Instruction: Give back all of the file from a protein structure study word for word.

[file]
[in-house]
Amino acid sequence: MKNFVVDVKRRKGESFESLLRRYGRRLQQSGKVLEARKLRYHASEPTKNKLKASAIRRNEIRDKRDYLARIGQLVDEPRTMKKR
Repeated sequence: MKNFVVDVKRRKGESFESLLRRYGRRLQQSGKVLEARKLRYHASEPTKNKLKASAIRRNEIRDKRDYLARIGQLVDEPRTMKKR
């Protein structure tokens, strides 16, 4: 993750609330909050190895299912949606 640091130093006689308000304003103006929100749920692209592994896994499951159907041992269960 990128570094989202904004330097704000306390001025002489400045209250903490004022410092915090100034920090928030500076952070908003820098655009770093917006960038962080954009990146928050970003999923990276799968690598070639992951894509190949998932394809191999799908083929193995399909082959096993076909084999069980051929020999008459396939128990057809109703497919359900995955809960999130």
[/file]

[in-house]
Amino acid sequence: MKNFVVDVKRRKGESFESLLRRYGRRLQQSGKVLEARKLRYHASEPTKNKLKASAIRRNEIRDKRDYLARIGQLVDEPRTMKKR
Repeated sequence: MKNFVVDVKRRKGESFESLLRRYGRRLQQSGKVLEARKLRYHASEPTKNKLKASAIRRNEIRDKRDYLARIGQLVDEPRTMKKR
């Protein structure tokens, strides 16, 4: 993750609330909050190895299912949606 640091130093006689308000304003103006929100749920692209592994896994499951159907041992269960 990128570094989202904004330097704000306390001025002489400045209250903490004022410092915090100034920090928030500076952070908003820098655009770093917006960038962080954009990146928050970003999923990276799968690598070639992951894509190949998932394809191999799908083929193995399909082959096993076909084999069980051929020999008459396939128990057809109703497919359900995955809960999130």